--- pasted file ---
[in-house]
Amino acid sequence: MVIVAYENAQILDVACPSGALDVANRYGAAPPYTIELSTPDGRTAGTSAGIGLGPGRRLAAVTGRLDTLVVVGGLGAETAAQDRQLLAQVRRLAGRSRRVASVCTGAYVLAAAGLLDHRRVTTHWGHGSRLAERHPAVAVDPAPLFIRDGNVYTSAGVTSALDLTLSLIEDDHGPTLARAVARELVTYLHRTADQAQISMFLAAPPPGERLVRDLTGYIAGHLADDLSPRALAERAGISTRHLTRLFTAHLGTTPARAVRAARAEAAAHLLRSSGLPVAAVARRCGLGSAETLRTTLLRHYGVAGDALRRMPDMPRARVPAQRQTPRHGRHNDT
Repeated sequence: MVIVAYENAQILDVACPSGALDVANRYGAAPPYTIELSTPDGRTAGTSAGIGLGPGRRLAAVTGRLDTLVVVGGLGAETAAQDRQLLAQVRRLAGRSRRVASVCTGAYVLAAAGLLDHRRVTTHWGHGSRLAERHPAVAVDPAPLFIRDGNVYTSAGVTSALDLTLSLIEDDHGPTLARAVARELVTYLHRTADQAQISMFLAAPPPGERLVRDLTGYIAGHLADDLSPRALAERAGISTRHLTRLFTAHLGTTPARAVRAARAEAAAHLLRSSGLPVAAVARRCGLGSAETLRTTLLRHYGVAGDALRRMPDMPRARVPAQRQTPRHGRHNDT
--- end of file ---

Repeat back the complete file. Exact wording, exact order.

[in-house]
Amino acid sequence: MVIVAYENAQILDVACPSGALDVANRYGAAPPYTIELSTPDGRTAGTSAGIGLGPGRRLAAVTGRLDTLVVVGGLGAETAAQDRQLLAQVRRLAGRSRRVASVCTGAYVLAAAGLLDHRRVTTHWGHGSRLAERHPAVAVDPAPLFIRDGNVYTSAGVTSALDLTLSLIEDDHGPTLARAVARELVTYLHRTADQAQISMFLAAPPPGERLVRDLTGYIAGHLADDLSPRALAERAGISTRHLTRLFTAHLGTTPARAVRAARAEAAAHLLRSSGLPVAAVARRCGLGSAETLRTTLLRHYGVAGDALRRMPDMPRARVPAQRQTPRHGRHNDT
Repeated sequence: MVIVAYENAQILDVACPSGALDVANRYGAAPPYTIELSTPDGRTAGTSAGIGLGPGRRLAAVTGRLDTLVVVGGLGAETAAQDRQLLAQVRRLAGRSRRVASVCTGAYVLAAAGLLDHRRVTTHWGHGSRLAERHPAVAVDPAPLFIRDGNVYTSAGVTSALDLTLSLIEDDHGPTLARAVARELVTYLHRTADQAQISMFLAAPPPGERLVRDLTGYIAGHLADDLSPRALAERAGISTRHLTRLFTAHLGTTPARAVRAARAEAAAHLLRSSGLPVAAVARRCGLGSAETLRTTLLRHYGVAGDALRRMPDMPRARVPAQRQTPRHGRHNDT